EXPERTS HAVE LATELY been recommending that investors shift some money from short-term bonds—which offer the highest yield these days—to longer-term issues, whose prices are more sensitive to interest rates.
Had I followed this advice—and I almost did—I’d have quickly lost money in what’s supposed to be the safe part of my portfolio. Bonds did indeed rally from their October 2022 lows, but have pulled back since early May. Vanguard Intermediate-Term Treasury ETF (symbol: VGIT) was down 4.2% from its May 4 peak through last Friday, while iShares 20+ Year Treasury Bond ETF (TLT) was off 8.8% during that stretch.
The “smart money” said prepare to profit if interest rates fall, perhaps because the economy slips into a recession. But that’s a big “if.” The flipside: You lose if rates rise.
That’s why I’ve generally preferred short-term Treasurys in my portfolio. That limits my exposure to interest-rate fluctuations and provides a hedge against the risk of falling stock prices. Short-term Treasury prices won’t decline much if rates keep rising, though they also won’t gain much if rates fall from here.
An added bonus: Today, we’re enjoying generous yields on short-term bonds and cash investments, including some guaranteed by the federal government. Indeed, those high rates have lately drawn me to money market funds and certificates of deposit (CDs).
The bond market got a bad case of the willies in August, burning those who hold interest-sensitive assets. Now, Wall Street is gripped by the fear of rising rates. Budget deficits and the national debt really do matter—finally—or so some are saying. On top of that, the U.S. Treasury must issue a lot of new debt at higher rates, while foreign countries are reducing their Treasury holdings. Prepare for interest rates to be “higher for longer,” some experts are predicting.
I prefer not to bet on the direction of interest rates—and I don’t have to. Unlike the stock market, where declines have reliably been followed by greater gains because of growing earnings and dividends, there’s no such natural tendency in the bond market. Yes, higher interest rates lure more buyers, but rates could potentially rise indefinitely. Until 2022, bond and stock investors, as well as homeowners, had enjoyed 40 years of generally falling rates. Who’s to say that trend couldn’t reverse in the decades ahead, and so why take interest-rate risk?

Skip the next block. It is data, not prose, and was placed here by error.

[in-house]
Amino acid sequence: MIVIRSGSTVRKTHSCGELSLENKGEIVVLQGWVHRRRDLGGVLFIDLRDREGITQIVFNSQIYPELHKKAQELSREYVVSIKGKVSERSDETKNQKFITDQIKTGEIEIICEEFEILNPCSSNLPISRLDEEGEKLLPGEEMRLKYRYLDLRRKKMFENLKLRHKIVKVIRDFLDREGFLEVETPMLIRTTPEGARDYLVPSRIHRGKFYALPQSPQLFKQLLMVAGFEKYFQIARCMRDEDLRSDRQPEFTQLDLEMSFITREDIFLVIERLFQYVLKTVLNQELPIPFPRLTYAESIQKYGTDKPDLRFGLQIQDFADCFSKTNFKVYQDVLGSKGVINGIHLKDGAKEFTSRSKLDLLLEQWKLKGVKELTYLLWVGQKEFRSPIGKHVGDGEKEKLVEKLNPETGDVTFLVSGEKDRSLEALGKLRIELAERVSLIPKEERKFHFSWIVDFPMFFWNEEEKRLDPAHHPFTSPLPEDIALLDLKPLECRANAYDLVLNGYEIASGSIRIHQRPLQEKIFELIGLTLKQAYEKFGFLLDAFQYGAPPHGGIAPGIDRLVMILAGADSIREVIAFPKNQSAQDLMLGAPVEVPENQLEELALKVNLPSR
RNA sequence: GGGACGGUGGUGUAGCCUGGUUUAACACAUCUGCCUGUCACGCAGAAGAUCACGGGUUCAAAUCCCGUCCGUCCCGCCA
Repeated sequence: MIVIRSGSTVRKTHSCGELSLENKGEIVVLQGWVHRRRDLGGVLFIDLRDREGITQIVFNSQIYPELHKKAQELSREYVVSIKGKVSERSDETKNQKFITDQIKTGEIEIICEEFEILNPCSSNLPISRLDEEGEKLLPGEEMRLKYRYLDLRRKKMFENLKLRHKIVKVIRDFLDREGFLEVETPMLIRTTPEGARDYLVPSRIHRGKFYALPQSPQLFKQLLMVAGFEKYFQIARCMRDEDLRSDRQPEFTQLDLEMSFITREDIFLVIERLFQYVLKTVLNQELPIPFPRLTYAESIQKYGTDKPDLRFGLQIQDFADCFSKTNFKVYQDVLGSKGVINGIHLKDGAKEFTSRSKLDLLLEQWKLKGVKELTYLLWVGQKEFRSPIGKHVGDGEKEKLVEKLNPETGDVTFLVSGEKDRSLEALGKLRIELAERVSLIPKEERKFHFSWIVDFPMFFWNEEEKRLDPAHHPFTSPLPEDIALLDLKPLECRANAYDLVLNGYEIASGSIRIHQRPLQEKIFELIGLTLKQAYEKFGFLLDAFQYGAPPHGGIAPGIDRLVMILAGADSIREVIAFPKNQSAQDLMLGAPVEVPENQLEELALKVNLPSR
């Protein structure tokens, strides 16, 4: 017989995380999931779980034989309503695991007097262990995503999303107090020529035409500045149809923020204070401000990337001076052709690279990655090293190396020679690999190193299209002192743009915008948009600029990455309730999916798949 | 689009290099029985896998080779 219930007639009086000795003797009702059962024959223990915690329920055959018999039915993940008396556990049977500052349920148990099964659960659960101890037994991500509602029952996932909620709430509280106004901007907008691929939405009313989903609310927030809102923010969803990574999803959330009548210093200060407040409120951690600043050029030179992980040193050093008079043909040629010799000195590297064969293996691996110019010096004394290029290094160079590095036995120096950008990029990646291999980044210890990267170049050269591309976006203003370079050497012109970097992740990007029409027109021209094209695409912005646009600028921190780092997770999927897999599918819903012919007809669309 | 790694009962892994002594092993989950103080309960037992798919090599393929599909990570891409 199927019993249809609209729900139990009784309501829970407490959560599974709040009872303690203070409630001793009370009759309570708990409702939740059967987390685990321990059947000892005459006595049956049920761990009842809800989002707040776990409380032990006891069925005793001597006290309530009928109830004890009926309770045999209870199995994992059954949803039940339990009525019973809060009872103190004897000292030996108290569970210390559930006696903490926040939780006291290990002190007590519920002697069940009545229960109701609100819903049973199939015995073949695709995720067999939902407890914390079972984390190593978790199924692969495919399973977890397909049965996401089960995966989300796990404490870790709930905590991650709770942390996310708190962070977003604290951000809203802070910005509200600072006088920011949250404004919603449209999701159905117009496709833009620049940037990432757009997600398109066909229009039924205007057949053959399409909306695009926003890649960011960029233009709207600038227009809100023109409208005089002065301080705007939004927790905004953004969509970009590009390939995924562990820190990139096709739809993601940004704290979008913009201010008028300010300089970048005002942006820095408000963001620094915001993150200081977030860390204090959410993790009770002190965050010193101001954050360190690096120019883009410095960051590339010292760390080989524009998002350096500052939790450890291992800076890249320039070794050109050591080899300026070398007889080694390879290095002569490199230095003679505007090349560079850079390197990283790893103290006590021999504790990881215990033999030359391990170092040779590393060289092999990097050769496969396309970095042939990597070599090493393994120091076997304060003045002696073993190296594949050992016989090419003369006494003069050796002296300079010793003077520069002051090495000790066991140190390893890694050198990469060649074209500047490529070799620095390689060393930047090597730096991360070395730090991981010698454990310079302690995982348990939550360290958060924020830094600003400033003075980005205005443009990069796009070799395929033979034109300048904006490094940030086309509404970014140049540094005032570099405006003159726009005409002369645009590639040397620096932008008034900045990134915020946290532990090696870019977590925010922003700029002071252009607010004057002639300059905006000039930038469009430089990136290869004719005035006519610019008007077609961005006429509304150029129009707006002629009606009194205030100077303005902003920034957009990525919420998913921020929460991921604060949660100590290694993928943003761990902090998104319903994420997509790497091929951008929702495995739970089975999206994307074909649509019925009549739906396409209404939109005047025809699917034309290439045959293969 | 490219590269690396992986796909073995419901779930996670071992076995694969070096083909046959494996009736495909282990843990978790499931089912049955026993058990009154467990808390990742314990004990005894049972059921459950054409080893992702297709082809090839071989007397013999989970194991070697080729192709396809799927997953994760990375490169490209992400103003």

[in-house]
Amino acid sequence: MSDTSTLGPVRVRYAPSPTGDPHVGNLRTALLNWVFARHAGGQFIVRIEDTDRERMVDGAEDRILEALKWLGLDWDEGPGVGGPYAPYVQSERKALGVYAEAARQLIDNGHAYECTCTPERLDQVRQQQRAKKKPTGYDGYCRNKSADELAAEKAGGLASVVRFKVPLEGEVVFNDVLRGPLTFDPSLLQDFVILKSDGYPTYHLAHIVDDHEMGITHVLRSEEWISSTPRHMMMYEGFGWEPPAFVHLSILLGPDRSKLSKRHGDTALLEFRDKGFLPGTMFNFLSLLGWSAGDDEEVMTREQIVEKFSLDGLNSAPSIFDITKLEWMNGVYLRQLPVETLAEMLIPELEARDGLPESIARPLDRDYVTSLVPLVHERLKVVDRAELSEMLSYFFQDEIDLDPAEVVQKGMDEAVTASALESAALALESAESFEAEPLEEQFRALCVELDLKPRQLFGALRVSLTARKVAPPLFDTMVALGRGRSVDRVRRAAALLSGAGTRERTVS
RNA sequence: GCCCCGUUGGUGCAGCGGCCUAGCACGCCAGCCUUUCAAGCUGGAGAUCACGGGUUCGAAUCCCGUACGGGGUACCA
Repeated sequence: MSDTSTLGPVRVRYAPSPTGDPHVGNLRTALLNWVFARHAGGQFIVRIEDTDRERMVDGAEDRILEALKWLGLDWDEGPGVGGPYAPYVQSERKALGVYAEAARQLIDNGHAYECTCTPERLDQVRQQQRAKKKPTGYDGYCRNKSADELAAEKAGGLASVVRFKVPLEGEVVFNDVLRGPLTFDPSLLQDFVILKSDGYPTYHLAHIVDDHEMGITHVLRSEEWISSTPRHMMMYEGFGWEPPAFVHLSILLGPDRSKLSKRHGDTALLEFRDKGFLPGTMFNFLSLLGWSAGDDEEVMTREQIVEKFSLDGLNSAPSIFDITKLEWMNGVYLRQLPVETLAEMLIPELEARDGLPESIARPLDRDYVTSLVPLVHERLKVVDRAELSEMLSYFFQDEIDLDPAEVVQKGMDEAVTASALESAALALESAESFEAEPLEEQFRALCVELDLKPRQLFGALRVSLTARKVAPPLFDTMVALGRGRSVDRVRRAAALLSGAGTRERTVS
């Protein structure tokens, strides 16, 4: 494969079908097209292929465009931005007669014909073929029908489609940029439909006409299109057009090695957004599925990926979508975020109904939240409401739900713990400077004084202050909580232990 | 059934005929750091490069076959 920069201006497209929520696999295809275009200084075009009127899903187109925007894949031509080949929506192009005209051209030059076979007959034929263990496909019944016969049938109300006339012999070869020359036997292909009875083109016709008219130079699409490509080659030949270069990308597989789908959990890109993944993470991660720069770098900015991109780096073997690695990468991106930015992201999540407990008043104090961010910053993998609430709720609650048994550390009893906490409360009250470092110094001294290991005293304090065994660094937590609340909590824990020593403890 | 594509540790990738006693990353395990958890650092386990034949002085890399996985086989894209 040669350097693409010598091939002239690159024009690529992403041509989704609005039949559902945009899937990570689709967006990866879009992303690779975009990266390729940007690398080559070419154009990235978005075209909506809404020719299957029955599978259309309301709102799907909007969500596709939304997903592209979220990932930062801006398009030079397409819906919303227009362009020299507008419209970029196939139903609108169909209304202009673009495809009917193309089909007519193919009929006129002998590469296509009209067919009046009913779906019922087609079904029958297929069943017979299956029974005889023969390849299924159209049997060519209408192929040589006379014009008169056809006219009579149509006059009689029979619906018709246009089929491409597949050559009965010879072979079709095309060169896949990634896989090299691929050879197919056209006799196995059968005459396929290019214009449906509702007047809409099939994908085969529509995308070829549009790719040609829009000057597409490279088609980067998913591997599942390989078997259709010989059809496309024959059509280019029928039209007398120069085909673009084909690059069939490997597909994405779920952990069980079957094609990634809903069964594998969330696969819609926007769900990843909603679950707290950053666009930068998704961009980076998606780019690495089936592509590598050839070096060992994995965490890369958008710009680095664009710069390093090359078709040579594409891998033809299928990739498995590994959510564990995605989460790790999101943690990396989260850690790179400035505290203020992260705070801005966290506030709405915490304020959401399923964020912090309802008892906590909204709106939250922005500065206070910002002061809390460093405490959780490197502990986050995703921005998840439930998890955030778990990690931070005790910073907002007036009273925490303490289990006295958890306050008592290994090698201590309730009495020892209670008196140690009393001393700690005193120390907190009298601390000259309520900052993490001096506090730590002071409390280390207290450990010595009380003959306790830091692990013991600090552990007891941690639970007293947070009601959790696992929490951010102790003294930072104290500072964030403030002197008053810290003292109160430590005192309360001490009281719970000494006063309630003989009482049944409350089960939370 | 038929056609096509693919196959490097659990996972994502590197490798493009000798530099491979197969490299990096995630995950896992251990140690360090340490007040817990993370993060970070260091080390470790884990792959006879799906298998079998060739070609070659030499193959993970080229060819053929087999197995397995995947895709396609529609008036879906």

I have a young advisor at Fidelity Investments who had better advice for my situation than the high mucky mucks at other big asset-management firms. He had thoughtfully set up a meeting with me ahead of the Aug. 31 maturing of a Treasury note I bought last year.
He said Fidelity shared the consensus view that interest rates will fall in 2024. But knowing we were talking about my emergency money, his recommendation wasn’t to take interest rate risk, but rather to focus on avoiding reinvestment risk—the danger that rates will be lower when I go to reinvest the money from, say, a maturing bond. He suggested buying a noncallable three- or five-year CD at 5.1%. That way, if rates decline, I don’t have to worry about where to reinvest my cash: I’ve locked in good rates for a few years to come.
Problem is, I can’t commit to tying up any money for three-plus years. I need more liquidity in my emergency fund. I can tie some up for perhaps a year or 18 months. Of course, if rates keep rising, I’d be better off in a money market fund. Last year, I bought that Treasury note with what seemed like a great yield, but it’s now low by today’s standards.
I’ve settled on a plan to gradually purchase CDs between now and year-end to create what’s known as a CD ladder. That is, the CDs will mature at staggered dates, stretching from June 30, 2024, through Sept. 30, 2025. Every three months starting in mid-2024, I’ll get cash I can reinvest or spend if needed, such as if I lose my job or to pay for my daughter’s wedding. I recently bought a noncallable CD yielding 5.25% through Sept. 4 of next year. In a month, I’ll look for one maturing in December 2024, then March 2025 and so on.
Moving gradually eases my mind about the possibility that rates could be even more generous in the near future. The lesson I’ve learned from the whole experience: Tune out tactical investment advice—and just be happy when yields in your emergency fund are beating inflation.
William Ehart is a journalist in the Washington, D.C., area. In his spare time, he enjoys writing for beginning and intermediate investors on why they should invest and how simple it can be, despite all the financial noise. Follow Bill on Twitter @BillEhart and check out his earlier articles.